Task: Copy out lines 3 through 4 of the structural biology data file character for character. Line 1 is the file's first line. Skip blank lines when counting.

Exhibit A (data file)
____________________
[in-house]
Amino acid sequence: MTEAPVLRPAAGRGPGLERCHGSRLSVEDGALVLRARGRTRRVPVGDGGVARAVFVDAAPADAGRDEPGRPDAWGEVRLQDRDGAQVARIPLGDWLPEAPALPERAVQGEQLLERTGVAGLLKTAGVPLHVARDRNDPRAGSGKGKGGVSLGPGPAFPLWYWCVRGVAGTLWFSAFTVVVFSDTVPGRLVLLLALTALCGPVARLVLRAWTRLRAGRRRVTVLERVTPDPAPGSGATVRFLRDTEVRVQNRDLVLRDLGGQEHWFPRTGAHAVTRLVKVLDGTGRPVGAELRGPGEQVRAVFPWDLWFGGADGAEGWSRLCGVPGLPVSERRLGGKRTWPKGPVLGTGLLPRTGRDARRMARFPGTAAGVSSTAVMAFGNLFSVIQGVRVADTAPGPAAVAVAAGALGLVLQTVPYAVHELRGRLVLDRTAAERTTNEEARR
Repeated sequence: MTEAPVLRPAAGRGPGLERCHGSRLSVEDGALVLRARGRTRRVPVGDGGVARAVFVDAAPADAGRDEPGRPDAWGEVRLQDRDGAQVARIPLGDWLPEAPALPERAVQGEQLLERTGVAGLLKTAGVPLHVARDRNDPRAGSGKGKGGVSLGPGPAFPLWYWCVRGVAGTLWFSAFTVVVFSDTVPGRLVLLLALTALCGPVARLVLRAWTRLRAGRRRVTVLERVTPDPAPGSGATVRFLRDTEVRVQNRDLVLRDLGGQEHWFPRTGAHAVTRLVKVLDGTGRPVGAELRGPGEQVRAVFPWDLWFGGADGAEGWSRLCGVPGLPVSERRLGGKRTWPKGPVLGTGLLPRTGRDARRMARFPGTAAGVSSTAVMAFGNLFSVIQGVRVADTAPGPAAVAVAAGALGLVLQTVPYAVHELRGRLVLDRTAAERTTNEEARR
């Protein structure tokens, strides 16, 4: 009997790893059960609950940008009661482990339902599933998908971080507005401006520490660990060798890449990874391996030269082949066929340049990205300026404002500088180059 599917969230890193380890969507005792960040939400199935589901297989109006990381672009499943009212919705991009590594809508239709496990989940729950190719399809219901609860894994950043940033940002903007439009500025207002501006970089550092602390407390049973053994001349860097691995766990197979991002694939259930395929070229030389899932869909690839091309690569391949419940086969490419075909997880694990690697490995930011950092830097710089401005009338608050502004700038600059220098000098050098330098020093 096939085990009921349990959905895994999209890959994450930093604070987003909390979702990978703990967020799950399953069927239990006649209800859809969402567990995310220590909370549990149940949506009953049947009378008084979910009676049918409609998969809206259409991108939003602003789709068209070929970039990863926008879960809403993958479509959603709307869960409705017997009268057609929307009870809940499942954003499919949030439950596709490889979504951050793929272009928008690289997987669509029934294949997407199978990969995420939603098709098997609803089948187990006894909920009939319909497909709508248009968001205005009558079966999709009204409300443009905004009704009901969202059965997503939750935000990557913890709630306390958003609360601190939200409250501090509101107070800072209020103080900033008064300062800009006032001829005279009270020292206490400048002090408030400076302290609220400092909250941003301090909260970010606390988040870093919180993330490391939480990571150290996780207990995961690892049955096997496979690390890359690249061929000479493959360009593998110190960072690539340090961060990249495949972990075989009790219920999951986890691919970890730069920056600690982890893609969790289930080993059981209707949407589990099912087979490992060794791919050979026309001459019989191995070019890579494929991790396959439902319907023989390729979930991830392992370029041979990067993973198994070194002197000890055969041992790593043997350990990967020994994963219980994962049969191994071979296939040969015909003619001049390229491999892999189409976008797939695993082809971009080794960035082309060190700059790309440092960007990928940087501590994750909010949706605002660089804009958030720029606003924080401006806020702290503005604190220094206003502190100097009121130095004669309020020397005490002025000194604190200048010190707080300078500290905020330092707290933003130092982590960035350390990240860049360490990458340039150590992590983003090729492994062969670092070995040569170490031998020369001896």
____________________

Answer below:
Repeated sequence: MTEAPVLRPAAGRGPGLERCHGSRLSVEDGALVLRARGRTRRVPVGDGGVARAVFVDAAPADAGRDEPGRPDAWGEVRLQDRDGAQVARIPLGDWLPEAPALPERAVQGEQLLERTGVAGLLKTAGVPLHVARDRNDPRAGSGKGKGGVSLGPGPAFPLWYWCVRGVAGTLWFSAFTVVVFSDTVPGRLVLLLALTALCGPVARLVLRAWTRLRAGRRRVTVLERVTPDPAPGSGATVRFLRDTEVRVQNRDLVLRDLGGQEHWFPRTGAHAVTRLVKVLDGTGRPVGAELRGPGEQVRAVFPWDLWFGGADGAEGWSRLCGVPGLPVSERRLGGKRTWPKGPVLGTGLLPRTGRDARRMARFPGTAAGVSSTAVMAFGNLFSVIQGVRVADTAPGPAAVAVAAGALGLVLQTVPYAVHELRGRLVLDRTAAERTTNEEARR
């Protein structure tokens, strides 16, 4: 009997790893059960609950940008009661482990339902599933998908971080507005401006520490660990060798890449990874391996030269082949066929340049990205300026404002500088180059 599917969230890193380890969507005792960040939400199935589901297989109006990381672009499943009212919705991009590594809508239709496990989940729950190719399809219901609860894994950043940033940002903007439009500025207002501006970089550092602390407390049973053994001349860097691995766990197979991002694939259930395929070229030389899932869909690839091309690569391949419940086969490419075909997880694990690697490995930011950092830097710089401005009338608050502004700038600059220098000098050098330098020093 096939085990009921349990959905895994999209890959994450930093604070987003909390979702990978703990967020799950399953069927239990006649209800859809969402567990995310220590909370549990149940949506009953049947009378008084979910009676049918409609998969809206259409991108939003602003789709068209070929970039990863926008879960809403993958479509959603709307869960409705017997009268057609929307009870809940499942954003499919949030439950596709490889979504951050793929272009928008690289997987669509029934294949997407199978990969995420939603098709098997609803089948187990006894909920009939319909497909709508248009968001205005009558079966999709009204409300443009905004009704009901969202059965997503939750935000990557913890709630306390958003609360601190939200409250501090509101107070800072209020103080900033008064300062800009006032001829005279009270020292206490400048002090408030400076302290609220400092909250941003301090909260970010606390988040870093919180993330490391939480990571150290996780207990995961690892049955096997496979690390890359690249061929000479493959360009593998110190960072690539340090961060990249495949972990075989009790219920999951986890691919970890730069920056600690982890893609969790289930080993059981209707949407589990099912087979490992060794791919050979026309001459019989191995070019890579494929991790396959439902319907023989390729979930991830392992370029041979990067993973198994070194002197000890055969041992790593043997350990990967020994994963219980994962049969191994071979296939040969015909003619001049390229491999892999189409976008797939695993082809971009080794960035082309060190700059790309440092960007990928940087501590994750909010949706605002660089804009958030720029606003924080401006806020702290503005604190220094206003502190100097009121130095004669309020020397005490002025000194604190200048010190707080300078500290905020330092707290933003130092982590960035350390990240860049360490990458340039150590992590983003090729492994062969670092070995040569170490031998020369001896």